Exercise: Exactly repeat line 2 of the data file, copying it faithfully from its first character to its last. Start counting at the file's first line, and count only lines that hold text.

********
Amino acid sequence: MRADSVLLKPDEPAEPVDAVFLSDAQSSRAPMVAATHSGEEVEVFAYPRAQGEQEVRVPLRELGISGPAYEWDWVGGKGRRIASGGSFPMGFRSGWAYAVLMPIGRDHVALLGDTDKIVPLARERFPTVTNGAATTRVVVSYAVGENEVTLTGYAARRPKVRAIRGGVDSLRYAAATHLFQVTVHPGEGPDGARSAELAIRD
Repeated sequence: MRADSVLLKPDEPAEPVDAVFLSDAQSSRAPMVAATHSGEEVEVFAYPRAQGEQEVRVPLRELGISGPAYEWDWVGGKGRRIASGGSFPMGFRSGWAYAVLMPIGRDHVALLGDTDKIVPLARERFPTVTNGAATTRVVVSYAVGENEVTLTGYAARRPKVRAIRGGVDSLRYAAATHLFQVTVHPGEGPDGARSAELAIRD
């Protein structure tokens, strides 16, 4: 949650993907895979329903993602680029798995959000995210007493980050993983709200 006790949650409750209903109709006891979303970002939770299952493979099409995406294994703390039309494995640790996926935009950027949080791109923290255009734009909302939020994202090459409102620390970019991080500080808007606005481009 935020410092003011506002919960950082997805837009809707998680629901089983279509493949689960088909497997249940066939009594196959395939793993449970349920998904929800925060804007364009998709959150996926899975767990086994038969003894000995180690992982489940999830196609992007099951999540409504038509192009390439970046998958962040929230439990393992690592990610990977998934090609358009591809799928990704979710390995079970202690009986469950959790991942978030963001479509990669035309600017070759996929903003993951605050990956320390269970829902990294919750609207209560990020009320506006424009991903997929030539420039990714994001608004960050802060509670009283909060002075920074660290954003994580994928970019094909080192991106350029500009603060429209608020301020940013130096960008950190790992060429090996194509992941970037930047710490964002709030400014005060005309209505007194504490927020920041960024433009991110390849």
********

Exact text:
Repeated sequence: MRADSVLLKPDEPAEPVDAVFLSDAQSSRAPMVAATHSGEEVEVFAYPRAQGEQEVRVPLRELGISGPAYEWDWVGGKGRRIASGGSFPMGFRSGWAYAVLMPIGRDHVALLGDTDKIVPLARERFPTVTNGAATTRVVVSYAVGENEVTLTGYAARRPKVRAIRGGVDSLRYAAATHLFQVTVHPGEGPDGARSAELAIRD